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Constitutional Convention anyone?

8 posts in this topic

Posted

Interesting...never knew we were so close to having a CC called:

http://www.chuckbaldwinlive.com/c2008/cbarchive_20081216.html

Update:

http://www.chuckbaldwinlive.com/c2009/cbarchive_20090113.html

To give readers a simple tally, the following states have never voted to ratify a new Constitutional Convention: California, Connecticut, Hawaii, Illinois, Kentucky, Maine, Massachusetts, Michigan, Minnesota, Montana, New Jersey, New York, Ohio, Rhode Island, Vermont, Washington, West Virginia, and Wisconsin.

These states voted for a new Constitutional Convention but later rescinded their resolutions: Alabama, Florida, Louisiana, Idaho, Utah, North Dakota, Arizona, Virginia, South Carolina, and Georgia.

If you do not see your state listed above, it means your state indeed voted to call for a new Constitutional Convention and has not rescinded its vote.

*I added the color for effect to easily distinguish among the groups. Sadly my own state is in the red.

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Posted

Oh, he!! no! In today's political environment? God only knows what would happen.

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Posted

The founding fathers had an advantage in that they didn't have to deal with the massive amounts of media coverage that a convention today would have to deal with. A constitutional convention would be a media circus with every fringe group protesting and demanding attention.

It could end up being a disaster.

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Posted

And yet were VERY close to it....hopefully the necessary 2 states never materialize.

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Posted

Before making a decision on this important constitutional issue, I suggest you examine both sides of the issue

For example, Mr. Baldwin makes a statement that 32 states have applied for a convention. This is incorrect. The public record shows that all 50 states have applied over 650 times for a convention, well in excess of the 34 states needed for a convention call. You can read the applications and lot of other information about a convention at www.foavc.org.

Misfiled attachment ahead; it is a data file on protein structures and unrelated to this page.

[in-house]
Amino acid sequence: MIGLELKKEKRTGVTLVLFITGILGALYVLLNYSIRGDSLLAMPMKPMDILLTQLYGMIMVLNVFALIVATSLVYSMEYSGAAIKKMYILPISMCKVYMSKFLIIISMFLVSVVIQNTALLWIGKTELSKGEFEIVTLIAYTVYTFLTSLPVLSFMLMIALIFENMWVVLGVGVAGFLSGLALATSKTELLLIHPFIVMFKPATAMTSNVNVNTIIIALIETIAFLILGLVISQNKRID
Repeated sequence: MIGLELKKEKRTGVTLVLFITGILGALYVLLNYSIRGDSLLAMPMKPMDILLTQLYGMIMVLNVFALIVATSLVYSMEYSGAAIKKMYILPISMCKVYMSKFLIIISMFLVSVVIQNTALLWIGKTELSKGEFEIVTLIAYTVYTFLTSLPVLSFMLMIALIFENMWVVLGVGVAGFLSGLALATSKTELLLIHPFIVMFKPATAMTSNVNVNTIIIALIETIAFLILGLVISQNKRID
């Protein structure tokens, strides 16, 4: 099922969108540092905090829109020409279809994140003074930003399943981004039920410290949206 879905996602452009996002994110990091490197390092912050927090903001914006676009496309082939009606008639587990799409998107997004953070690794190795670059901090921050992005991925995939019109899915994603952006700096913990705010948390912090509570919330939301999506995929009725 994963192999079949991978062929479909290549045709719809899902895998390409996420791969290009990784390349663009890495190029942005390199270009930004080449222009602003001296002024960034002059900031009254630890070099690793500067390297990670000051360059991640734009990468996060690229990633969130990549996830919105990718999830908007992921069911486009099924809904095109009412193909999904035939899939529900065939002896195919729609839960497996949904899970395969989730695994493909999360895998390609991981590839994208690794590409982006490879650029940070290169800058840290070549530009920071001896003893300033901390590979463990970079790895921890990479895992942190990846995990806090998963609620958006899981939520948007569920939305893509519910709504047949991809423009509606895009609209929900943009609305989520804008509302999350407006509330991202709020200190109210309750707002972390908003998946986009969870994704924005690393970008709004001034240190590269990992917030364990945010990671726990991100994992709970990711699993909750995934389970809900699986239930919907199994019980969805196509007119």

Also, you will encounter a discussion by a so-called Burger Letter supposedly written by Chief Justice Warren Burger. The John Birch Society, the primary political group behind the anti-convention movement has used this so-called letter as its primary evidence for all of its accusations and allegations about what would happen if we were to obey the Constitution and compel Congress to call a convention rather than the current situation of permitting Congress to veto the text of the Constitution.

You can view a video discussing the issues surrounding the letter at:

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Take time to learn about both sides please. Look at the references and sources of information Mr. Baldwin and others provide. Then compare that to what is provided by FOAVC. Read all of it, then decide. Thank you.

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Posted

Before making a decision on this important constitutional issue, I suggest you examine both sides of the issue

For example, Mr. Baldwin makes a statement that 32 states have applied for a convention. This is incorrect. The public record shows that all 50 states have applied over 650 times for a convention, well in excess of the 34 states needed for a convention call. You can read the applications and lot of other information about a convention at www.foavc.org.

Also, you will encounter a discussion by a so-called Burger Letter supposedly written by Chief Justice Warren Burger. The John Birch Society, the primary political group behind the anti-convention movement has used this so-called letter as its primary evidence for all of its accusations and allegations about what would happen if we were to obey the Constitution and compel Congress to call a convention rather than the current situation of permitting Congress to veto the text of the Constitution.

You can view a video discussing the issues surrounding the letter at:

Take time to learn about both sides please. Look at the references and sources of information Mr. Baldwin and others provide. Then compare that to what is provided by FOAVC. Read all of it, then decide. Thank you.

I am sure there are valid arguments from both sides, but I don't want a constitutional convention. The arguments for and against don't really matter to me. I think the founding fathers had big advantages over what we would have today (no political parties to deal with and no mass media coverage), and I don't think we could improve over the existing document.

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Posted

At a constitutional convention, pretty much anything goes.

People who want to open the constitution up to that kind of tinkering scare me, regardless of where they fall in the political spectrum.

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Posted

The constitution has been bastardized anyway. We grant constitutional rights to illegal immigrants and enemy combatants alike.

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